Wildcard searches help account for misspelt first names, incorrect transcriptions, evolving surnames and other possible name-related issues when searching Findmypast’s records.
A wildcard character placed in a name tells the search engine to count any letter as a match and will return a diversity of search results.
There are two varieties of wildcards that work on Findmypast - an asterisk (*) or a question mark (?).
Use an asterisk (*) to replace more than one character. For example, searching the last name Folkes with a wildcard character in place of the letter L (Fo*kes) will return results that include last names Foakes, Fokes, Folks, Fookes, Forkes, Foukes, Foulkes and Fowkes. In most cases, you should use an asterisk to broaden your search as much as possible.
It’s also possible to use more than one wildcard in the same field. For example, "*Fo*lke*".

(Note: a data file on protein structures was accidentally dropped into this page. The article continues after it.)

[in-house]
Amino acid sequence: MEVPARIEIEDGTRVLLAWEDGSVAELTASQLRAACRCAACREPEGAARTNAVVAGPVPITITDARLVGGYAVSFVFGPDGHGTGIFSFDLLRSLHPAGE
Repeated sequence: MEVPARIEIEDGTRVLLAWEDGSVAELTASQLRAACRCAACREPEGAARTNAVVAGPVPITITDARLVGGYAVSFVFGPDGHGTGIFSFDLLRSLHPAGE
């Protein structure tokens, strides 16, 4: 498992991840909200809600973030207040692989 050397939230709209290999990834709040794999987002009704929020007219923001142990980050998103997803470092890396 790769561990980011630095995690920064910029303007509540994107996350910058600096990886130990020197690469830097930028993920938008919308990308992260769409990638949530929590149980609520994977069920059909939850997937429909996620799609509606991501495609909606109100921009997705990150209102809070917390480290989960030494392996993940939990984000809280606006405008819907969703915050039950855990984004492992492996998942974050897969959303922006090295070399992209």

Question mark wildcards
A question mark (?) wildcard only replaces a single character. In the above example only Foakes, Fookes, Forkes and Fowkes would be returned as search results if you use a question mark instead of an asterisk.
You can use both types of wildcards in more than just name searches - they work for keywords too.
For instance, if you're searching for piano-related occupations in census records, entering the search term ‘piano*’ will return all occupations with the word piano in them including piano tuner, piano teacher, piano stringer and more.